Part I July 8 - July 31, 2023 Fortes D’Aloia & Gabriel (São Paulo and Rio de Janeiro) is pleased to host kurimanzutto (New York and Mexico City) for a collaborative exhibition at Casa da Cultura da Comporta. The meeting of the two galleries’ programs presents a chance to explore works spanning distinct genres, techniques, and geographies within a unified curatorial perspective. The exhibition unfolds in two acts. The first act opens on July 8 and proposes the natural world as that which is external to us. The selection of works showcase diverse ways in which space can be depicted and explored, encompassing intricate investigations on architecture and landscapes. Through varied applications of forms and materials, the sculptures, photographs, and paintings in act one collapse the delineation between organic and constructed space. Plants teeter between the abstract and the figural in the work of Gabriel Orozco (Mexico, 1962). In his Suisai series (2016), daubs ... of pale green, mauve, and ochre ink gather in mimetic forms of nature. Within the pools of ink are a familiar lexicon of geometric circles enhanced by the schematic arrangement found in Dé Fruit (2017). Orozco’s work reveals cyclic actions that unfold in nature as they mediate between the geometric and the organic, stillness and movement. In Luiz Zerbini’s (Brazil, 1959) large-scale painting Musa Miraculosa (2023), layers of intricate patterns form complex prints of foliage that are half-dissolved in abstract structures with meticulously detailed textures. Stark contrasts between the vibrant colors in the natural motifs portray a synthetic edge in his Metamorfose (2017) series. The artist fossilizes the ephemeral with the juxtaposition of rainbow gradients, pressed leaves, and stems. A similar dimension springs from the fossil-like materiality of Anderson Borba’s (Brazil, 1972) work. In Mata-Leão (Rear-Naked Choke) (2022), Borba sculpts wood and then burns, paints, presses, and manipulates materials such as paper and varnish into the composition. Mauro Restiffe (Brazil, 1970) and Marina Rheingantz (Brazil, 1983) depict seascapes stripped of monumentality and imbued with atmospheric radiance. The analog grain in Restiffe’s 2020 (2020) situates an embracing couple in the foreground in a dreamlike, half-remembered scene. Likewise, the imagined landscape of Rheingantz’s Silver Lake (2023) creates a vaporous ambiance filled with thick layers of paint, whose forms may oscillate between rocks and smudged paint depending on the viewer’s perspective: a procedure translated into the rhythmic, curt marks of thread in her tapestry Balsa 1 (2017). Vegetation becomes airborne in the artificial plants that emerge from the suspended straw pot of Haegue Yang’s (South Korea, 1971) The Intermediate - Antenna Basket on Rings (2017). The television antenna protruding amongst the plants presents a duality between the natural and the technological, the folk and the modern. Yet, the straw vase in the shape of elephant ears recalls the craftsmanship from the woven rattan Leonor Antunes (Portugal, 1972) encountered in Franca Helg’s family home in Galliate Lombardo, Varese, Italy, and then reimagined in the hanging Franca #2 (2018). Antunes maps architectural details, while Wilfredo Prieto (Cuba, 1978) maps images and Abraham Cruzvillegas (Mexico City, 1968) maps psychogeographic landscapes. In Prieto’s Fake News series (2021) he interpreted the photographs from the national and international press through abstract applications of acrylic on canvas. In Otras rutas 13 (Other routes 13, 2023), Cruzvillegas engages his entire body as he uses a mop to paint lines that map pathways within a space we can only imagine. From the emptiness of the exposed canvases, the construction of space also forms in the work of the self-taught painter and writer Álvaro Lapa (Portugal, 1939–2006). The implication of space evokes a discarded note or a valley and the references to or inclusion of written words suggest ever-changing narrative paths. Part II August 5 - August 31, 2023 If the works in act one offer diagrammatic patterns of the external world, then the works on view in act two look inward at our collective memories and unconscious thoughts. The second act opens on August 5 and proposes the natural world as something internal to us through representations of bodily forms and cognitive processes. The artists blend personal narratives with shared experiences, delving into how material can be reimagined to forge novel concepts around what it means to be embodied. Márcia Falcão’s (Brazil, 1985) and Erika Verzutti’s (Brazil, 1971) allusions to female bodies incite dialogues about the construction of figures and the cultural references suggested through their shapes and silhouettes. In Ioga Psicológica (Psychological Yoga, 2023), Falcão’s fleshy limbs contort and mold themselves into strenuous positions to fit into confined rectangular interiors, while the spiral forms of Verzutti’s wall-based bronze relief cite the voluptuous form of Venus of Willendorf as much as prehistoric geoglyphs. The symbolic potential of material properties are also seen in the multidisciplinary work of Dámian Ortega (Mexico, 1967). The mask of Vaquero (Cowboy, 2022) is made of found materials, such as cowhide and plastic, whereas his improvisational embroideries on canvas inspired by texts from poems and novels stem from textile traditions in Oaxaca. Adriana Varejão (Brazil, 1964) carries out a similar exploration through her engravings.The artist uses trompe l’oeil in her tiled environments to heighten the perceived depth of the surface. These haunting spaces evoke morgues and slaughterhouses as much as saunas, referencing a supposedly neutral, hygienic architectural typography that belies potentially violent functions. Ortega’s Extracción 6 (2018) comprises individual pieces by positioning newly-filled cement bags within a tubular container. As the pieces gradually dry and settle atop one another, they yield to the material’s inherent tendencies, organically negotiating their spatial arrangement. Subtle hints of abstracted bodies continue in the work of Sofía Táboas (Mexico, 1968), Nairy Baghramian (Iran, 1971), and Ernesto Neto (Brazil, 1964). Táboas’s Delta (2022) is made of independent small canvases in the shape of triangles and rhomboids that she later arranges to produce a symmetrical composition that is balanced in form and color. In Baghramian’s Beliebte Stellen (Privileged Points, 2011, 2015), three steel rods are covered with layers of beige, yellow, and green textured paint that retains hardened drips. Their curved forms attract human touch, as if audiences should ascend the wall. Similarly, Neto’s sculptural installations beckon physical participation through their organic forms. The new site-specific installation Vó gravidade que nos une nesta terra! (Grandmother Gravity That Unites Us On This Earth!) (2023) comprises a crochet structure of counterweights hanging from the space’s rafters. A delicate balance is drawn between the stones in each of its three nests, rendering gravitational force an active part of the piece. The site-specificity of Bagrahamian’s and Neto’s sculptures encourage sensorial activation beyond the visible. Lastly, the work of Sergej Jensen (Denmark, 1973) and Neto’s works on paper shift the audiences’ attention to organic representations of the body In Neto’s drawings from the 1990s, line and wax on paper outline bodily forms and coiled limbs. In Couple (2018), Jensen defies traditional materials in his application of UV printing, acrylic, and gold to sewn moneybags. Act one focuses on works that relate to the natural world as something external, harnessing an abundance of forms and translating them into artistic devices that fuse the natural and the artificial. Through tactics of formal organization of organic and constructed space, systemic logic is applied to gardens, landscapes, and architecture Act two gathers works that deal with depictions of the body, from unconscious musings to mythical narratives. The artists here collapse multiple timescales into objects that bear the imprint of manual making and express natural rhythms and cycles. Through a fusion of each gallery’s program, the exhibition is a testament to the combined energies of a dynamic selection of artists working today.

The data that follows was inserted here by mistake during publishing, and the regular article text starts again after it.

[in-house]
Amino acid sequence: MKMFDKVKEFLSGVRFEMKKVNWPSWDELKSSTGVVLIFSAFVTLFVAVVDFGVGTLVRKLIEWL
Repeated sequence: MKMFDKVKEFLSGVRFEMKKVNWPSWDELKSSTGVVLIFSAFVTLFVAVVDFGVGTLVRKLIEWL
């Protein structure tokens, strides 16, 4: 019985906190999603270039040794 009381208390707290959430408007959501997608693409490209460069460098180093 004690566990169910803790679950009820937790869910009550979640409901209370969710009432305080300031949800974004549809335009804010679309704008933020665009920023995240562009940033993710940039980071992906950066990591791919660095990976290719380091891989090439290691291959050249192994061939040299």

Entrada actualizada el el 11 jul de 2023